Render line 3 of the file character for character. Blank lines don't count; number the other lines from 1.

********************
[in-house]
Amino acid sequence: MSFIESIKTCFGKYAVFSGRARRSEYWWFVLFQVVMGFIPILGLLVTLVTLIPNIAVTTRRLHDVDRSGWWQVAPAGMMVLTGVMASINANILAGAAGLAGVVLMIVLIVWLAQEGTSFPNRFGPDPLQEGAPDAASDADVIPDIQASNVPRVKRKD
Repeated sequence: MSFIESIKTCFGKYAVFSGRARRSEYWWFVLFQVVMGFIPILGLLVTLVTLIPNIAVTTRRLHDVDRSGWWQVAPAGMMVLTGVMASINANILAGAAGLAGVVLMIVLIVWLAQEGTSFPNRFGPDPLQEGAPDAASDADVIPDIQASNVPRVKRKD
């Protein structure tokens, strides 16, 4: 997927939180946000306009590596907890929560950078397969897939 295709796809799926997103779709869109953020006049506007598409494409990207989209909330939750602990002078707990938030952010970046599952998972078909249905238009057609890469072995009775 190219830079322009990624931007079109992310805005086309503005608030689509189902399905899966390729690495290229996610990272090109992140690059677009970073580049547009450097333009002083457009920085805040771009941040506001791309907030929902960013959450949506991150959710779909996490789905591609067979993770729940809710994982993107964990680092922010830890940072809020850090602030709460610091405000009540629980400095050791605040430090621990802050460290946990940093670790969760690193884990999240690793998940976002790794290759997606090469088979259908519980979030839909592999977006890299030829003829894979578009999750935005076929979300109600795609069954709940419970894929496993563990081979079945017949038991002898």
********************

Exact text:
Repeated sequence: MSFIESIKTCFGKYAVFSGRARRSEYWWFVLFQVVMGFIPILGLLVTLVTLIPNIAVTTRRLHDVDRSGWWQVAPAGMMVLTGVMASINANILAGAAGLAGVVLMIVLIVWLAQEGTSFPNRFGPDPLQEGAPDAASDADVIPDIQASNVPRVKRKD